Haider is at once the strongest and weakest of Vishal Bhardwaj’s Shakespeare adaptations: most of the film has little to do with Hamlet, except in the loosest sense, and focuses on the efforts of one Kashmiri Muslim youth (Shahid Kapoor, the Haider of the film’s title) to find his father Dr. Hilal (Narendra Jha), who has joined the ranks of the disappeared after he secretly treats a militant leader in his home, even as Haider’s mother Ghazala (Tabu) draws closer to her brother-in-law Khurram (Kay Kay Menon) in the wake of the tragedy. Paradoxically, these are in fact the strongest portions of the film, which is perhaps the only popular Indian film “on Kashmir” to be made for adults. Freed of the need to draw cartoon characters (the Good Kashmiri Muslim oppressed by the state; or the Good Indian Army Officers protecting the state from evil jihadis), writers Basharat Peer and Bhardwaj give us human ambiguity. It would have been easy to have Dr. Hilal treat the militant because of his devotion to the Hippocratic oath – but the doctor is coy about his political sympathies (even to his wife), and it is entirely possible that he is a sympathizer; his son Haider is more openly hostile (and nor is this a function simply of his father’s disappearance, as a flashback shows); and his wife Ghazala isn’t ideologically committed so much as fearful. Even the Claudius of this tale is not hateful: Khurram’s name is well-chosen, the writers preferring to evoke the specter of the Mughal Empire’s most glamorous fratricidal monarch, Shah Jahan, rather than its most infamous, Shah Jahan’s son Aurangzeb. This concern with his characters’ irreducible humanity, be they Kashmiri militants or ruthless local politicians (but not, it must be said, Indian soldiers), is perhaps the most Shakespearean thing about Bhardwaj’s adaptation. As homages to the Bard go, one could do worse. Continue reading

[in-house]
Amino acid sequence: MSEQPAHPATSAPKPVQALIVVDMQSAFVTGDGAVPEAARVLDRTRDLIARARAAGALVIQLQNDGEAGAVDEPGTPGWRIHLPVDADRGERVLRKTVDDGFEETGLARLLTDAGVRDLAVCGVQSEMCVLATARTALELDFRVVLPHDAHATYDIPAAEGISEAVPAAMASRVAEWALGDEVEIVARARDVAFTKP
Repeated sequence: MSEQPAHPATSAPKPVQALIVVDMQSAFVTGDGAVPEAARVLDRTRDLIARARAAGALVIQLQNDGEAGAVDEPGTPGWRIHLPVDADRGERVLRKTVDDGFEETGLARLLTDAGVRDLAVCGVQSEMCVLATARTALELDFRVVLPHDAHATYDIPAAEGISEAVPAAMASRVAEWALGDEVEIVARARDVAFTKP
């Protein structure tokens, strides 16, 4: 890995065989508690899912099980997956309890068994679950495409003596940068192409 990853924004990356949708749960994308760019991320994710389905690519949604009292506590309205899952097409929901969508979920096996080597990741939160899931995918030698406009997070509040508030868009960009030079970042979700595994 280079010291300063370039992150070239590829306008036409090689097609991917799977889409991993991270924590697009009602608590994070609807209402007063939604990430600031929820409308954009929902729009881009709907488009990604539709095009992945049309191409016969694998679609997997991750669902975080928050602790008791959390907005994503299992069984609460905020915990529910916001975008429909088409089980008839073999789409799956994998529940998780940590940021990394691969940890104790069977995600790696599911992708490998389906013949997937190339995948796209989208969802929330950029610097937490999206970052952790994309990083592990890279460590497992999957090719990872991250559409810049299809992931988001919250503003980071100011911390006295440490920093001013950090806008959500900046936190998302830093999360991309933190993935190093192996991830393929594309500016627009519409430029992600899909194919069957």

What Drives Al Pacino? (New Yorker, Sept. 15, 2014)

Posted in the good with tags , , , on October 3, 2014 by Qalandar